Bridge to Health Blog
Bridge to Health Blog

Headaches – a multi disciplinary approach

Written by Emily Fawell   Posted in:Osteopathy   September 9, 2016

Headaches – a multi disciplinary approach
Headaches are a very common health complaint and can have many different causes. As a multi disciplinary clinic, each of our therapists will have a different approach to supporting someone presenting with headaches, and we thought it would be interesting to document each approach.
 

Osteopathy

 
After taking a case history and a clinical examination to rule out high blood pressure, metabolic headaches, tumours, aneurysm and other more serious conditions, an Osteopath will first try to establish the type of headache you are experiencing - for example, a headache felt behind the eyes is often due to dysfunction in the cervical vertebrae whilst a 'tension' headache at the temples may be due to tightness in the neck and shoulder muscles. The quality of the muscles are assessed to look for 'trigger points', taut areas of muscle that are painful to the touch and can refer pain elsewhere, often causing headaches. Spinal movement is also assessed and re-aligned if necessary, to prevent nerve impingement. Finally, postural advice and stretching regimes are prescribed to help further rebalance the body and prevent musculo-skeletal headache re-occurrence.
Sian Smith
 

Acupuncture

 
As an Acupuncturist I want lots of information about your headache so that I can make a Chinese Medicine diagnosis and then choose the correct acupuncture points for you. I will ask questions such as “What time of day is it worse?  Does it get better when you move around?”.  A headache that is worse in the morning but improves when you get up and start moving around is likely to be due to Damp and your digestion will be playing a part.  A headache that is better when you lie down is a Deficiency headache and I would be looking to improve the flow of Qi and Blood in your body.  The location of your headache and a description of the pain are also important. If it’s at the temples it’s a Liver channel issue; at the top of the head is likely to be a deficiency of some kind.  A dull heavy headache will have a different diagnosis to a stabbing/splitting headache.  So if you visit an acupuncturist for your headache be prepared to describe it in detail; that gives your practitioner a better chance of working out where the problem is and treating it accordingly.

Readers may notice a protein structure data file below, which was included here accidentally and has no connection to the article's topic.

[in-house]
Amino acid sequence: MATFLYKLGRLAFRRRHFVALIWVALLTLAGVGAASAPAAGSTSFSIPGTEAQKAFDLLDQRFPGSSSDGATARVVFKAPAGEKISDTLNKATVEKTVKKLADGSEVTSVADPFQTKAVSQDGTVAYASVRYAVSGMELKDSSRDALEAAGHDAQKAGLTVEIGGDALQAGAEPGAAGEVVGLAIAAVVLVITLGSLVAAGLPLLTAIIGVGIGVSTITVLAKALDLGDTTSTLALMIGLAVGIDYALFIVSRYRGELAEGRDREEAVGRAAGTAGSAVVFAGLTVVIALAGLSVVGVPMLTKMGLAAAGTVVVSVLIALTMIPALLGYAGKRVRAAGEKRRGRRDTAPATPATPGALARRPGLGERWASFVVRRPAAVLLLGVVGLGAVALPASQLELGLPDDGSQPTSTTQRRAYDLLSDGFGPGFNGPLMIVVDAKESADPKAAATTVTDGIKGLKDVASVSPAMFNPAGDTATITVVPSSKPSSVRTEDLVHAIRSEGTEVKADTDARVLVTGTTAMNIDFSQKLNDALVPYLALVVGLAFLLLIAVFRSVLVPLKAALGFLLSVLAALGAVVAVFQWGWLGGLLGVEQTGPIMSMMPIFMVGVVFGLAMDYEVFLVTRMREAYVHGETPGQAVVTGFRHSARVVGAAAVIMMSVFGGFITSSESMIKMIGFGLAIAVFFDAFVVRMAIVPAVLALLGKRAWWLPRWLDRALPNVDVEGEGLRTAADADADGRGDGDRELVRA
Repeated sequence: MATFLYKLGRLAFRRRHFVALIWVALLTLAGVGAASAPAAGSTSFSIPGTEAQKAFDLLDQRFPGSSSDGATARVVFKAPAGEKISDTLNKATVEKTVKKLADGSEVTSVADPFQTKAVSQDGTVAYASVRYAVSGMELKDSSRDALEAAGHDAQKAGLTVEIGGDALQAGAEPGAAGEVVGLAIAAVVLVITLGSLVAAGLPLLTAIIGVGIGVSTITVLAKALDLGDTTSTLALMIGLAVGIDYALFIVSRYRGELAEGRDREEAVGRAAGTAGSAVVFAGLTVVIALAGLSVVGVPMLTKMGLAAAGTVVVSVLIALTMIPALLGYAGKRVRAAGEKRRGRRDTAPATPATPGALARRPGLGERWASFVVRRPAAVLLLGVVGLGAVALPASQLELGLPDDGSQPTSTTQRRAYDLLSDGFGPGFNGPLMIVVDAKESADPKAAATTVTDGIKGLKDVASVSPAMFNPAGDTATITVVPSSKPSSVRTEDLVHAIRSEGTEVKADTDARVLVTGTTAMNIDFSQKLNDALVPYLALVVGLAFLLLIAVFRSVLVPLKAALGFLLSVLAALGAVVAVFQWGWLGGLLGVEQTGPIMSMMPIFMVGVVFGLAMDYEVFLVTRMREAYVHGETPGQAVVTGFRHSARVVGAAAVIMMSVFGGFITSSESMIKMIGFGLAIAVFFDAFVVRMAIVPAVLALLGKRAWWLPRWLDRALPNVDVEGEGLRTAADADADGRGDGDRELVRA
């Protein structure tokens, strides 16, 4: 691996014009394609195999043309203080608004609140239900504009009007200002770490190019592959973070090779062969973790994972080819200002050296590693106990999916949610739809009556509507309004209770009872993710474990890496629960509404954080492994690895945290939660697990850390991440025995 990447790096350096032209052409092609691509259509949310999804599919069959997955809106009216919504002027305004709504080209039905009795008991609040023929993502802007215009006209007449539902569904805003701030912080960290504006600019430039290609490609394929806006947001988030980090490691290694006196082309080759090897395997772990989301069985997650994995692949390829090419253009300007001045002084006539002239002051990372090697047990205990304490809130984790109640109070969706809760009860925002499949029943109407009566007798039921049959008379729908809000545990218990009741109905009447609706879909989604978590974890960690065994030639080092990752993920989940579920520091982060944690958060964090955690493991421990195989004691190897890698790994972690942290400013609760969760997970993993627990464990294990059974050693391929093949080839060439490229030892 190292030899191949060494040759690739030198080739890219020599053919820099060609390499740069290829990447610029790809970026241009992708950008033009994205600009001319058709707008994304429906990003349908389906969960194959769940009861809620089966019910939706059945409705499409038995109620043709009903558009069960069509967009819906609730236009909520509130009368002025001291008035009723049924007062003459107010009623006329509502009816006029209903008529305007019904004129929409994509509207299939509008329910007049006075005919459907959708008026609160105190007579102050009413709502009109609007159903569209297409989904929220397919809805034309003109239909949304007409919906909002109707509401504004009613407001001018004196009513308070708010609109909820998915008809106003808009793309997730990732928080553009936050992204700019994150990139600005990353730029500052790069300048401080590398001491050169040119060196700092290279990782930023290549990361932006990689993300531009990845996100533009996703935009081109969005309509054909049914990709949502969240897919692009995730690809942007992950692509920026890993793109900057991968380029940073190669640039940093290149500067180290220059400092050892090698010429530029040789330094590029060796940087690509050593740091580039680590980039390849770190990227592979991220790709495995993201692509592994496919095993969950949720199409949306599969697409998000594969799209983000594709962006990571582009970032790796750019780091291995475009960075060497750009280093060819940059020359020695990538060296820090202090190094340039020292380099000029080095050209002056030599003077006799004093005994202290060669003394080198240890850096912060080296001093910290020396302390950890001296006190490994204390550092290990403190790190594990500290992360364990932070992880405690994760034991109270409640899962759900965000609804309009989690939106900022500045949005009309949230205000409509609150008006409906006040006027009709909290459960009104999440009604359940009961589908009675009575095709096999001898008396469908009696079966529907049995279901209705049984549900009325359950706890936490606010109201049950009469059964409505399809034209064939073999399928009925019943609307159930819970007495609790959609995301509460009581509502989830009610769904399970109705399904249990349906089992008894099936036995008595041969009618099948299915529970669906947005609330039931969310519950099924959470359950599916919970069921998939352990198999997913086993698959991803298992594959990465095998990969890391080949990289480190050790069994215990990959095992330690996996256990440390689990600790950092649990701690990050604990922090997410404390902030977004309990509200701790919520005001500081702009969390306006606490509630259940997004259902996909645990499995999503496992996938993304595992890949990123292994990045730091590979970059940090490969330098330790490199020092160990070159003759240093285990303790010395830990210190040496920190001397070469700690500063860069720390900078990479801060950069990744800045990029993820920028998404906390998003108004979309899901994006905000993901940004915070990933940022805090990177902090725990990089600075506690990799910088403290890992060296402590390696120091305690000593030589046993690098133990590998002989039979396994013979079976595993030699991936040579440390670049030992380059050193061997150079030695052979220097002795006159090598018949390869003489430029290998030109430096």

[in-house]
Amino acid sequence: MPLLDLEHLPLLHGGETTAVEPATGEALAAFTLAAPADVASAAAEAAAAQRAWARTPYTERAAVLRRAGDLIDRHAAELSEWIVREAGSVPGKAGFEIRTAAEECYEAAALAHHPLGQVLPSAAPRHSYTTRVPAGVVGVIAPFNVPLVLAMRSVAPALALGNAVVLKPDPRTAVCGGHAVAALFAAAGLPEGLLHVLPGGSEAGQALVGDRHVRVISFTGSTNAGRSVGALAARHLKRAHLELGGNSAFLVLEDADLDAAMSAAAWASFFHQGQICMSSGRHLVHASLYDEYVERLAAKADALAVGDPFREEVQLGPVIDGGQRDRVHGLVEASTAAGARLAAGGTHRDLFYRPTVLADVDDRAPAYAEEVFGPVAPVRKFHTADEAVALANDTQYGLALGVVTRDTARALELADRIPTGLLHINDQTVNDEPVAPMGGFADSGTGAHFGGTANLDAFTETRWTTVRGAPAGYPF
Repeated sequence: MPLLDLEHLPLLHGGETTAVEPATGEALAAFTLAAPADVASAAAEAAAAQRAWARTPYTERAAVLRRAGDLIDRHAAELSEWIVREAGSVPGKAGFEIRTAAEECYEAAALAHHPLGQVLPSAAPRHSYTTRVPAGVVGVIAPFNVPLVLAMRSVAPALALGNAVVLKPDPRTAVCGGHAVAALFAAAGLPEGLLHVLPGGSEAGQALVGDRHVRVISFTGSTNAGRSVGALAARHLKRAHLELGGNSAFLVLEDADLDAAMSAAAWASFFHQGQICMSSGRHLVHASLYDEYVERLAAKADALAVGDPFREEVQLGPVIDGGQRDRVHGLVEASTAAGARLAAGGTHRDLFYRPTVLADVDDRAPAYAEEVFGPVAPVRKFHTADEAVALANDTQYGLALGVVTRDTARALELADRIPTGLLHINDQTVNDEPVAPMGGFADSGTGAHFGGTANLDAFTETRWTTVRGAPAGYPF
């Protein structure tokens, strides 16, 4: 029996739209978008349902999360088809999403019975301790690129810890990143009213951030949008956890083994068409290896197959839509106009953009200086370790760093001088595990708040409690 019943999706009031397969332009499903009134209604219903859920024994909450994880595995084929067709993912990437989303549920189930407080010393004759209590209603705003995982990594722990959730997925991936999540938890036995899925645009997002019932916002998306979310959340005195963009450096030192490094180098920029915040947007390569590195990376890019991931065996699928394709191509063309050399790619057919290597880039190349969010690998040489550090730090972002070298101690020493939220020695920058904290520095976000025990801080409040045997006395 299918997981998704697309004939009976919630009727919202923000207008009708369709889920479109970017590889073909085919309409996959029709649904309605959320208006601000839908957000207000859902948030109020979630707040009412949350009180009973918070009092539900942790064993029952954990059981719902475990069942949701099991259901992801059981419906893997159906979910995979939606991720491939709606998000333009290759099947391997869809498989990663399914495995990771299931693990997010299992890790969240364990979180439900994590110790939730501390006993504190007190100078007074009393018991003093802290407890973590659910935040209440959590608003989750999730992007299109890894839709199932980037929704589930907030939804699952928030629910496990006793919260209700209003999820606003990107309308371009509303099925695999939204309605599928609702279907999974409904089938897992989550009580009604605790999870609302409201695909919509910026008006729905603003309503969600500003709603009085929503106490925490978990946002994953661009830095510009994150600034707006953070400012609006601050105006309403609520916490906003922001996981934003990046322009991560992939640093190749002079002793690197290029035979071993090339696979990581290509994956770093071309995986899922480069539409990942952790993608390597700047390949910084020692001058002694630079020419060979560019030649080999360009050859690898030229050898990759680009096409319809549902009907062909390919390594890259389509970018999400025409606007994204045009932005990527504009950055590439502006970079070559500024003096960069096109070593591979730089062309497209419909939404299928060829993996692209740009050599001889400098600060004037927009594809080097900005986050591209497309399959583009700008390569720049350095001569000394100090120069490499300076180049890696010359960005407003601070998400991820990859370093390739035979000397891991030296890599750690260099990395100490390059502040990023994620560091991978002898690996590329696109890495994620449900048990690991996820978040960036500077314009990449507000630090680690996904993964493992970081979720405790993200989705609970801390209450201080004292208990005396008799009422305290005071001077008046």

Jackie Graham
 

Nutritional Therapy

 
Like Jackie, I would ask lots of questions about the timing of your headaches, as well as the frequency. There can be many causes of headaches. They could simply be due to dehydration, and easily resolved by taking on more water, and avoiding diuretics such as tea and coffee. They could be due to iron deficiency, and this is particularly common in menstruating women. In this case I would refer the client to their GP to have their serum ferritin levels (iron stores) checked, and once we have the results suggest improvements in their diet to raise iron levels. Headaches are also a symptom of a Thyroid disorder or high blood pressure, so again I would refer them back to their GP for the relevant investigations.
Headaches can also be associated with hormone fluctuations, poor detoxification by the liver, gut toxicity and food intolerance, and I would use careful questioning to determine whether any of these were likely and then develop a health improvement plan accordingly, which could include functional testing as well as dietary and lifestyle changes.
Emily Fawell
 
 If you suffer with headaches, please feel free to contact one of us by clicking on our names to access our contact details


Comments powered by Disqus
// -->